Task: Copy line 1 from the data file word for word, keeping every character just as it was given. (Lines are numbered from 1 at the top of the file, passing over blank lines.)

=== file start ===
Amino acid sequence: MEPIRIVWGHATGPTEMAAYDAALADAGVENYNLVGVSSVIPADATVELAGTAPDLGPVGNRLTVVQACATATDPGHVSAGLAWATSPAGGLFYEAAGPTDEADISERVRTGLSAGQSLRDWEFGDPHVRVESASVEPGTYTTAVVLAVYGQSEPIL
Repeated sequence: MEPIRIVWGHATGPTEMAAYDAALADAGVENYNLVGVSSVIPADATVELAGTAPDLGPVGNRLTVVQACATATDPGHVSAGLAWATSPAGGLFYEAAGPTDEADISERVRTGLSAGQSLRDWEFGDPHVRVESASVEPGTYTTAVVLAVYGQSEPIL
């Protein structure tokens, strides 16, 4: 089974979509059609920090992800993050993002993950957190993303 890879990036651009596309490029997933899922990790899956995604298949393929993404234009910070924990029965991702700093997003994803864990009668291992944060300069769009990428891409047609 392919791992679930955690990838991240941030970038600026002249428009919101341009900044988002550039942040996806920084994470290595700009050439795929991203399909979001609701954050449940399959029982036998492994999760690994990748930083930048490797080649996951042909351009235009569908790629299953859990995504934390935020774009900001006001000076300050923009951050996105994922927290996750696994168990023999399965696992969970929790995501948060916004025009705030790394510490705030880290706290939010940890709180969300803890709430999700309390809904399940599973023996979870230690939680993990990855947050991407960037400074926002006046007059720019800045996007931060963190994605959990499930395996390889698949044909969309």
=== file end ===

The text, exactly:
Amino acid sequence: MEPIRIVWGHATGPTEMAAYDAALADAGVENYNLVGVSSVIPADATVELAGTAPDLGPVGNRLTVVQACATATDPGHVSAGLAWATSPAGGLFYEAAGPTDEADISERVRTGLSAGQSLRDWEFGDPHVRVESASVEPGTYTTAVVLAVYGQSEPIL